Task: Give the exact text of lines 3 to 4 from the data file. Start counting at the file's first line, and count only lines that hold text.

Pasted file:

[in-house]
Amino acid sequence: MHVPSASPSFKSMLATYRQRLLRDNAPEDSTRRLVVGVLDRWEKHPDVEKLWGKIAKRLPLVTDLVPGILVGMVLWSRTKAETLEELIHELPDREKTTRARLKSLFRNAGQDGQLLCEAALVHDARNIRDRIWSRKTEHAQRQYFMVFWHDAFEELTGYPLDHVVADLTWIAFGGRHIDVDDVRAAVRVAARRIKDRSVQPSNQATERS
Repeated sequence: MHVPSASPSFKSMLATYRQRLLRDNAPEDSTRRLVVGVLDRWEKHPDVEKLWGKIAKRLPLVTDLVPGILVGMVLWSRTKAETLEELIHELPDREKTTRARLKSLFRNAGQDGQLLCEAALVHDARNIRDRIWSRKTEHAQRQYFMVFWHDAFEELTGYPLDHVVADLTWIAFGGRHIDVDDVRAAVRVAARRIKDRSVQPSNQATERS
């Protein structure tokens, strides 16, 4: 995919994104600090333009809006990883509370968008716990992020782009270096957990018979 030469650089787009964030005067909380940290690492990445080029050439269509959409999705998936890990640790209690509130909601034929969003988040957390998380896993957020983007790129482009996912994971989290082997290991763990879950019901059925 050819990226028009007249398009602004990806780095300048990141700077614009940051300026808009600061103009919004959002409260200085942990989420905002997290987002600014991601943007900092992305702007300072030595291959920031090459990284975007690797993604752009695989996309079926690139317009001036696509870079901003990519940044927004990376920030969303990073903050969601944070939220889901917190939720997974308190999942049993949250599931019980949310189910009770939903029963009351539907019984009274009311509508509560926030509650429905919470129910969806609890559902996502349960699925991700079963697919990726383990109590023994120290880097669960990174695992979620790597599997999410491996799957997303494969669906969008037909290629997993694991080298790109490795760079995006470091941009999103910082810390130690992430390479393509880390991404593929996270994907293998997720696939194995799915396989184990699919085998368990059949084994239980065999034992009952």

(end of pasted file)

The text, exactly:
Repeated sequence: MHVPSASPSFKSMLATYRQRLLRDNAPEDSTRRLVVGVLDRWEKHPDVEKLWGKIAKRLPLVTDLVPGILVGMVLWSRTKAETLEELIHELPDREKTTRARLKSLFRNAGQDGQLLCEAALVHDARNIRDRIWSRKTEHAQRQYFMVFWHDAFEELTGYPLDHVVADLTWIAFGGRHIDVDDVRAAVRVAARRIKDRSVQPSNQATERS
């Protein structure tokens, strides 16, 4: 995919994104600090333009809006990883509370968008716990992020782009270096957990018979 030469650089787009964030005067909380940290690492990445080029050439269509959409999705998936890990640790209690509130909601034929969003988040957390998380896993957020983007790129482009996912994971989290082997290991763990879950019901059925 050819990226028009007249398009602004990806780095300048990141700077614009940051300026808009600061103009919004959002409260200085942990989420905002997290987002600014991601943007900092992305702007300072030595291959920031090459990284975007690797993604752009695989996309079926690139317009001036696509870079901003990519940044927004990376920030969303990073903050969601944070939220889901917190939720997974308190999942049993949250599931019980949310189910009770939903029963009351539907019984009274009311509508509560926030509650429905919470129910969806609890559902996502349960699925991700079963697919990726383990109590023994120290880097669960990174695992979620790597599997999410491996799957997303494969669906969008037909290629997993694991080298790109490795760079995006470091941009999103910082810390130690992430390479393509880390991404593929996270994907293998997720696939194995799915396989184990699919085998368990059949084994239980065999034992009952």